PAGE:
We can examine the fashioned feminine body in closer detail through three “snapshots”, each of which give a sense of the importance of fashion to the Impressionists’ priority to express modernity: Ladywith a Parasol(1870-2) by Degas, Portrait of a Woman (1872) by Morisot and La Loge (1874) by Renoir. These paintings exemplify how Morisot, Degas and Renoir made skilful use of oil paint to capture the light and texture of the various folds and shapes of the fabrics that adorned the bodies of their subjects and which, rather than give a painstaking reproduction of fashionable trends in feminine dress, revealed a sense of the visual effect that fashion as a whole conveyed by way of the movements and gestures of Parisian women from 1870-1874.

DEGAS’LADYWITH A PARASOL(1870-82)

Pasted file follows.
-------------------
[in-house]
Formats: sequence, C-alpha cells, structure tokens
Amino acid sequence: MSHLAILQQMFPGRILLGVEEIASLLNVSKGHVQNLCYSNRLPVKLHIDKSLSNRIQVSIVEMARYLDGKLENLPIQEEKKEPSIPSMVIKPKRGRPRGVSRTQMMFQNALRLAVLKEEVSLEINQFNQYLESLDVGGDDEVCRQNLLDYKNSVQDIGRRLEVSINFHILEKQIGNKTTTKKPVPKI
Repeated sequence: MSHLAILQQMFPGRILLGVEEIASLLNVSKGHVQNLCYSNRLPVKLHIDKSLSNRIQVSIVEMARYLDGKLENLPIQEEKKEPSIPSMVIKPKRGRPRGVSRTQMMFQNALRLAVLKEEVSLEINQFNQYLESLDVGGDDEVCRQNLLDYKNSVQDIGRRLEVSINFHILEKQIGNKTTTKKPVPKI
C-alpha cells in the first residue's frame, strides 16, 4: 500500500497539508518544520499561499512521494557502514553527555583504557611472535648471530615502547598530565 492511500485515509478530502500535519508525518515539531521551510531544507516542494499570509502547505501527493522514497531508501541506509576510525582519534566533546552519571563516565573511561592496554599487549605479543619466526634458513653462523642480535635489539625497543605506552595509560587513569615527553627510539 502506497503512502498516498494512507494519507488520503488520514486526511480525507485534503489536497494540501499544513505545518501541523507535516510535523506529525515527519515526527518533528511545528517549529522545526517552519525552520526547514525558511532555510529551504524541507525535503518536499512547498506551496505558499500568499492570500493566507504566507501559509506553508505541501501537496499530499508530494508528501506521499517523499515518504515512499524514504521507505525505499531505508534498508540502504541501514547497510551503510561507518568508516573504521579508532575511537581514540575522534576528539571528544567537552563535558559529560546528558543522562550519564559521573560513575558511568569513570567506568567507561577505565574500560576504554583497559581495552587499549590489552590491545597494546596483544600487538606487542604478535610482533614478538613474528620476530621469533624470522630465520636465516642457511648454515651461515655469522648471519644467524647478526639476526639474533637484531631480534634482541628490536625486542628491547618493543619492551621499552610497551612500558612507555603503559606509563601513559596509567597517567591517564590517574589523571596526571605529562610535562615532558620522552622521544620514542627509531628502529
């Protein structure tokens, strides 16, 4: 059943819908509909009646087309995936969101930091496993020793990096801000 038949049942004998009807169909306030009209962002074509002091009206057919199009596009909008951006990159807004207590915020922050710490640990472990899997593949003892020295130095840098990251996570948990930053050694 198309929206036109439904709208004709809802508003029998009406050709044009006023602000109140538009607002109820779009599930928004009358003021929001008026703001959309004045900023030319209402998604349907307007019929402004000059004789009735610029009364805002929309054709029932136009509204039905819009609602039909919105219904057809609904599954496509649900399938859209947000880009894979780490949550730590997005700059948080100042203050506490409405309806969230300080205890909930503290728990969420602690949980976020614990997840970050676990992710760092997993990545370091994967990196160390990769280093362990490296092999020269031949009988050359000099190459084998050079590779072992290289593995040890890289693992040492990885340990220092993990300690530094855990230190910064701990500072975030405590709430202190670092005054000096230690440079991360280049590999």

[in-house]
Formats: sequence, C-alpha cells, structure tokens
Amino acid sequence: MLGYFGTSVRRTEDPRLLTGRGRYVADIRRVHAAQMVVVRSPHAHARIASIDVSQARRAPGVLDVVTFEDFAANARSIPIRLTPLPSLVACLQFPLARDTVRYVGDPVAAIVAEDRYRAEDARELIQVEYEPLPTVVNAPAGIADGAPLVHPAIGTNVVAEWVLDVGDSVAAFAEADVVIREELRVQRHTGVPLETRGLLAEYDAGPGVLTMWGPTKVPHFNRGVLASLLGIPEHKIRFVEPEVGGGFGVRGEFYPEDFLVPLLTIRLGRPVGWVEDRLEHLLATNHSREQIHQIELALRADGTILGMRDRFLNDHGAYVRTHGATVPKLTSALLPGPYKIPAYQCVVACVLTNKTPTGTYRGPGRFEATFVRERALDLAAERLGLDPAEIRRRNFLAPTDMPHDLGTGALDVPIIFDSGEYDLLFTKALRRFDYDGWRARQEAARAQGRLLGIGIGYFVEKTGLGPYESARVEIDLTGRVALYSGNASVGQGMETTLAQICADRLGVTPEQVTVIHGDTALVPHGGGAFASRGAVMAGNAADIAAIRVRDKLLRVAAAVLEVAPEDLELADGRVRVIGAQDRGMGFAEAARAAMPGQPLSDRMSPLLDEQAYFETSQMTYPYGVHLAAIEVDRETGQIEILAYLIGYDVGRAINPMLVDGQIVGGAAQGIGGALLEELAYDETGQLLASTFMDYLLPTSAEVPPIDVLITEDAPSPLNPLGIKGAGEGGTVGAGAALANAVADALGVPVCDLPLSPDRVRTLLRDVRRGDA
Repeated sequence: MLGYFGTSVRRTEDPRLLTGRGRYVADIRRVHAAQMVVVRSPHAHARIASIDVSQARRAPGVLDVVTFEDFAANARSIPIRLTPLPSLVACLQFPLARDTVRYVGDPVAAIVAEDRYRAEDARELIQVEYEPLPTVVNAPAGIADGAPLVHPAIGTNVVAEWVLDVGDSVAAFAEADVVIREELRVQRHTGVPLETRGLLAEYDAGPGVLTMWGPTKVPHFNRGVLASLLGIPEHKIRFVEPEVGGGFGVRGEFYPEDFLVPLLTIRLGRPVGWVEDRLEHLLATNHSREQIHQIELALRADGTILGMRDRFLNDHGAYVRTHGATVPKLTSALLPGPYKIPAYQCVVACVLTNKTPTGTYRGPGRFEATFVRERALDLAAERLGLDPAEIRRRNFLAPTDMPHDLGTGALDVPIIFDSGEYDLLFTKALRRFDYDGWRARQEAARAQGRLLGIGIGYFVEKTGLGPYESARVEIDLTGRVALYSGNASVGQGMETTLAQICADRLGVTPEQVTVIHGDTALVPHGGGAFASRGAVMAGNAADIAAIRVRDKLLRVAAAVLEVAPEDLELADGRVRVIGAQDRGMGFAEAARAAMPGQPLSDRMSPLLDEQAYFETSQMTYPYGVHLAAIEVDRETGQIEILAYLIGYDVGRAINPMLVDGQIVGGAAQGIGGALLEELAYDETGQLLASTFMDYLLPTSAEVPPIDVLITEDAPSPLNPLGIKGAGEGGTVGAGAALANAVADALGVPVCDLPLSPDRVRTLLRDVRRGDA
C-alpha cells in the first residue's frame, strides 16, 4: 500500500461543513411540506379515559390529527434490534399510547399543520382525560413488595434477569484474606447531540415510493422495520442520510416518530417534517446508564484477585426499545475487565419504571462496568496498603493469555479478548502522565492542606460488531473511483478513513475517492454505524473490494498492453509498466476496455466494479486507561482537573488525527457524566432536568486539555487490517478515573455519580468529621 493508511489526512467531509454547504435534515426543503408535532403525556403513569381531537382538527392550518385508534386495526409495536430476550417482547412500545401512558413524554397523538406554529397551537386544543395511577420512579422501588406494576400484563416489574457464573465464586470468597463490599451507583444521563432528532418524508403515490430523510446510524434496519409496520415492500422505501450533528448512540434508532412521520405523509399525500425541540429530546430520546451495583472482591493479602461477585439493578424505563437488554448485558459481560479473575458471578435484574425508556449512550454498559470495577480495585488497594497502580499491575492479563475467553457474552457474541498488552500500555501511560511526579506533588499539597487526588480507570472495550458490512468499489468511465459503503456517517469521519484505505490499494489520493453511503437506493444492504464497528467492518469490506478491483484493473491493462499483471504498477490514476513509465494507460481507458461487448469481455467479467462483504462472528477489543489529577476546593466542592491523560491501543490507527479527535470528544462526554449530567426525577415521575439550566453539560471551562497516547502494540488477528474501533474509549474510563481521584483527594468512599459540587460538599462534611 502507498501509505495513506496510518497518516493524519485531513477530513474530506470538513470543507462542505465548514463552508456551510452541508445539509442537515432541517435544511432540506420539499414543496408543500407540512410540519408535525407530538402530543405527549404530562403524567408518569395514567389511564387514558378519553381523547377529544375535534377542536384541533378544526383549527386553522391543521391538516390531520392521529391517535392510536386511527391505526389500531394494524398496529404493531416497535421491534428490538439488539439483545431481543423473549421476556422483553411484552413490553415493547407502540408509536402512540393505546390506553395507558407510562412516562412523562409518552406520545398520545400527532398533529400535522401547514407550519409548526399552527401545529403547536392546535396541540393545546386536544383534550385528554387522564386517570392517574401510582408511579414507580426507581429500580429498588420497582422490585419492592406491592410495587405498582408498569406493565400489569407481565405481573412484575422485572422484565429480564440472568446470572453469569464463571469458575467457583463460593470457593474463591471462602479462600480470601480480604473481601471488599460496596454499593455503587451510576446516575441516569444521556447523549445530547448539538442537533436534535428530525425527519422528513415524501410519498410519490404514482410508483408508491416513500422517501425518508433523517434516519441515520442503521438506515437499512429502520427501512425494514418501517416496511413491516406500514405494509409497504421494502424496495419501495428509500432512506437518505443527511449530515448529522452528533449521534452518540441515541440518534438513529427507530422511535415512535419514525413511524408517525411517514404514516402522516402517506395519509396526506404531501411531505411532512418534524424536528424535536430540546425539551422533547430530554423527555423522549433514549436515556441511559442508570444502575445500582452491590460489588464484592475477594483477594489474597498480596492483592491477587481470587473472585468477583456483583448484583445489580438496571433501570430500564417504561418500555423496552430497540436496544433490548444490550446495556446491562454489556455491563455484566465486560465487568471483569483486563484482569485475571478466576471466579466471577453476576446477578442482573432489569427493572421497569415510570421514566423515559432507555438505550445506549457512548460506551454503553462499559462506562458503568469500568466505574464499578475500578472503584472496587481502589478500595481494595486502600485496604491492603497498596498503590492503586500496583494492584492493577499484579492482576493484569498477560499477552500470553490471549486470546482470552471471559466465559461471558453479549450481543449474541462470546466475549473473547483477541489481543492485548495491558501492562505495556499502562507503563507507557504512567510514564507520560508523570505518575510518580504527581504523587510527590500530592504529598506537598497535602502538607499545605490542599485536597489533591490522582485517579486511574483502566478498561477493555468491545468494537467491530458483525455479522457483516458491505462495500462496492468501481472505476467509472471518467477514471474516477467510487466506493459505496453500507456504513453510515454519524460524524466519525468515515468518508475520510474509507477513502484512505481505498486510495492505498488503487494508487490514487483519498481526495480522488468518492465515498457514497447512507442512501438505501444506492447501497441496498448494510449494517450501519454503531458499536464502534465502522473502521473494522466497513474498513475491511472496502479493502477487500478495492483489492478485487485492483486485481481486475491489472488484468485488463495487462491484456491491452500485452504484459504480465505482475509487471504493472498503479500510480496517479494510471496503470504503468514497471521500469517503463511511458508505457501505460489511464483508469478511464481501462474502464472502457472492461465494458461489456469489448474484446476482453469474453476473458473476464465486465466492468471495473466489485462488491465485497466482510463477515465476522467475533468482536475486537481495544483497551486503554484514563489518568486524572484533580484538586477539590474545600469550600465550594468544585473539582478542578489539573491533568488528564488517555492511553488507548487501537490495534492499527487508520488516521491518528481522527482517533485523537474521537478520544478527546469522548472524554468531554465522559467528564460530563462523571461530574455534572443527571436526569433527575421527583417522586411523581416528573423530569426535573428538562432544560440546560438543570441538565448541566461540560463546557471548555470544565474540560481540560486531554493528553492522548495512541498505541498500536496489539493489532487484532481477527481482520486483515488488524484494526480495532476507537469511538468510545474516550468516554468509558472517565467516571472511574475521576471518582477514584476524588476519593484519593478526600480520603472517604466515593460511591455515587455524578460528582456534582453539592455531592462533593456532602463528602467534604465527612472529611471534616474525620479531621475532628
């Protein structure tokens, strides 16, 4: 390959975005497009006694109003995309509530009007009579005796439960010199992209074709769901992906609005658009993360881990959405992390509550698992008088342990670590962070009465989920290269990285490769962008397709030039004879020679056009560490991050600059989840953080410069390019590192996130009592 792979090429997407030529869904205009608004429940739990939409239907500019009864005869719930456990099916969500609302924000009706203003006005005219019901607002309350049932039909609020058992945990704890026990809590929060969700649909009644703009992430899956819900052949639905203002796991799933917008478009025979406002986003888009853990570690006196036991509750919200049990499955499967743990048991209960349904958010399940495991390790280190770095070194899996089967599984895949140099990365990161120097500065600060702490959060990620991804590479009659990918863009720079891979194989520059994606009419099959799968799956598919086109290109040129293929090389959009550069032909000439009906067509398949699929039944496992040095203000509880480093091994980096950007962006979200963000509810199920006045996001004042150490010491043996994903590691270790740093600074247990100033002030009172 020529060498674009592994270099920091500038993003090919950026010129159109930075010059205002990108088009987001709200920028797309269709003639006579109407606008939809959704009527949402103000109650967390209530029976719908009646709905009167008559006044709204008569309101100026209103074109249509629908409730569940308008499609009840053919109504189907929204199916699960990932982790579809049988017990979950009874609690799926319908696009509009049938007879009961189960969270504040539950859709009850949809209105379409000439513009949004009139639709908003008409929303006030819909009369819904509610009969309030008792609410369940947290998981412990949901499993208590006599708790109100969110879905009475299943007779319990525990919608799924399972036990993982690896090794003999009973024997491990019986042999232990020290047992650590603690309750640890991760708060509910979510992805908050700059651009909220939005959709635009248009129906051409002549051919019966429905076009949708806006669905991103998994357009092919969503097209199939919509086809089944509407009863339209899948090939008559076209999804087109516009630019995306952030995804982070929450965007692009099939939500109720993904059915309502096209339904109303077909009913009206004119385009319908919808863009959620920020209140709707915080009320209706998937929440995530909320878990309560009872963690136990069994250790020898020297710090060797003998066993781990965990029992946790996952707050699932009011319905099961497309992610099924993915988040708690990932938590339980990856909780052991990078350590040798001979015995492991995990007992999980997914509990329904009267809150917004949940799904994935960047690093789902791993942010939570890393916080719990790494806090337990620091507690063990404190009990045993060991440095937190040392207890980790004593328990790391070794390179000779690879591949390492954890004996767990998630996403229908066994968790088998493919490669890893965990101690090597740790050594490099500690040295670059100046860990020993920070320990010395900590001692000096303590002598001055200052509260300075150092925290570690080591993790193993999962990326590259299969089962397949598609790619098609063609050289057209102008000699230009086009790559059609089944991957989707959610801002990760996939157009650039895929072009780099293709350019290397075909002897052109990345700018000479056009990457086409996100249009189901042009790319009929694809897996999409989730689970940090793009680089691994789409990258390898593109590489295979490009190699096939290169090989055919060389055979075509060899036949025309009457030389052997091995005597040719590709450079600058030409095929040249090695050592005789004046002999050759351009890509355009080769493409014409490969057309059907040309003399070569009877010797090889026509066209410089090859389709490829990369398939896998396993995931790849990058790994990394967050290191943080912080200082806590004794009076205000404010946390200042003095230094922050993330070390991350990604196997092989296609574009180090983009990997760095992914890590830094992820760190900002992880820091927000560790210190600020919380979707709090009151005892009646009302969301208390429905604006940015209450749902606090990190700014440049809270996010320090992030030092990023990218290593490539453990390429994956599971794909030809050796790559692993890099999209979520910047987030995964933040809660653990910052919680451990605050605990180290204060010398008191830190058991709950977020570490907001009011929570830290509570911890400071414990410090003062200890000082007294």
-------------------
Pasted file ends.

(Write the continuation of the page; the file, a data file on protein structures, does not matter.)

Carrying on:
edgar degasd, lady with a parasol, 1870-72Degas’ Ladywith a Parasol is made up of quick, expressive strokes of black, grey and white oil paint on canvas and forms part a series in which the artist experimented with the results of light on the transient, fashionably attired female form. Degas once declared: ‘The source of ornament. Think of a treatise on ornament for women or by women, based on their manner of observing, of combining, of selecting their fashionable outfits and all things on a daily basis they compare, more than men, a thousand visible things with one another.’ Degas’ observations on women’s abilities to choose their own accessories and ornamentations from a plethora of possibilities reveal his active interest and participation in fashion. A label on the back of this painting reads ‘At the Race-course’ and explains the subject’s elegant appearance in a bustledress that is lovingly sculpted by the artist and draped over layers of petticoat, complete with a nipped in waist to emphasise the trim female form. A parasol shields the subject from the open air as she is captured from behind and in motion. The rough sketch-like forms give a sense of immediacy to this unfinished image, which is reminiscent of the couturier’s direct creative process as fabric was draped over a model’s body. The fluid application of paint highlights a dynamic contemporary femininity that the viewer is invited to experience by envisioning how the fabrics may have swished and undulated with an unexpected gust of wind, sway of the hips or flurry of activity. Other areas of the painting, such as the subject’s profile and the details of her exquisite headwear, are painted with great delicacy and reflect Degas’ unequivocal interest in the chapeau,which formed the crown and status symbol of any respectable woman in the 1870s and was inevitably matched to her visage and attire.